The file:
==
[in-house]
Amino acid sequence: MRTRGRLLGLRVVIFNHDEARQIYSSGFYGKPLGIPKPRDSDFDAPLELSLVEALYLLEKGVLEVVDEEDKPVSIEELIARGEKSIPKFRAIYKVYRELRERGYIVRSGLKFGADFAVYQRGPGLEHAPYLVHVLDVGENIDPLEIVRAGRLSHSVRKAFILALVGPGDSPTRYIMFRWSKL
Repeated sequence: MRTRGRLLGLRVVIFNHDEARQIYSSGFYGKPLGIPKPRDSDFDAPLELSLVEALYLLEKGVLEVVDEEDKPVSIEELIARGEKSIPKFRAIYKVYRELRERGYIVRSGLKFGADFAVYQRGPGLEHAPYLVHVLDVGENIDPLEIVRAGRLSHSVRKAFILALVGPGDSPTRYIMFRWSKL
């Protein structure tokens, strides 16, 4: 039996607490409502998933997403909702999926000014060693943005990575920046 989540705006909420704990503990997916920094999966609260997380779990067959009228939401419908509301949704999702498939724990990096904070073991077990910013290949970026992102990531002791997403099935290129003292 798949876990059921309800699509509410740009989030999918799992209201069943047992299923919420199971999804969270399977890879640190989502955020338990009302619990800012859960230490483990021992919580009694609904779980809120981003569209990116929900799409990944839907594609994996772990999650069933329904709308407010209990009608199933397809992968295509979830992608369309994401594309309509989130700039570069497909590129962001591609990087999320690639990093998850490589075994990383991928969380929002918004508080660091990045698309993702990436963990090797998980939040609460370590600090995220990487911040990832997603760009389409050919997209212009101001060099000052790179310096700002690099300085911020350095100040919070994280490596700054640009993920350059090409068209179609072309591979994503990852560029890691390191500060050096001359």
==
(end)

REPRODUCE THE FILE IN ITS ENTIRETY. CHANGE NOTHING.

[in-house]
Amino acid sequence: MRTRGRLLGLRVVIFNHDEARQIYSSGFYGKPLGIPKPRDSDFDAPLELSLVEALYLLEKGVLEVVDEEDKPVSIEELIARGEKSIPKFRAIYKVYRELRERGYIVRSGLKFGADFAVYQRGPGLEHAPYLVHVLDVGENIDPLEIVRAGRLSHSVRKAFILALVGPGDSPTRYIMFRWSKL
Repeated sequence: MRTRGRLLGLRVVIFNHDEARQIYSSGFYGKPLGIPKPRDSDFDAPLELSLVEALYLLEKGVLEVVDEEDKPVSIEELIARGEKSIPKFRAIYKVYRELRERGYIVRSGLKFGADFAVYQRGPGLEHAPYLVHVLDVGENIDPLEIVRAGRLSHSVRKAFILALVGPGDSPTRYIMFRWSKL
């Protein structure tokens, strides 16, 4: 039996607490409502998933997403909702999926000014060693943005990575920046 989540705006909420704990503990997916920094999966609260997380779990067959009228939401419908509301949704999702498939724990990096904070073991077990910013290949970026992102990531002791997403099935290129003292 798949876990059921309800699509509410740009989030999918799992209201069943047992299923919420199971999804969270399977890879640190989502955020338990009302619990800012859960230490483990021992919580009694609904779980809120981003569209990116929900799409990944839907594609994996772990999650069933329904709308407010209990009608199933397809992968295509979830992608369309994401594309309509989130700039570069497909590129962001591609990087999320690639990093998850490589075994990383991928969380929002918004508080660091990045698309993702990436963990090797998980939040609460370590600090995220990487911040990832997603760009389409050919997209212009101001060099000052790179310096700002690099300085911020350095100040919070994280490596700054640009993920350059090409068209179609072309591979994503990852560029890691390191500060050096001359």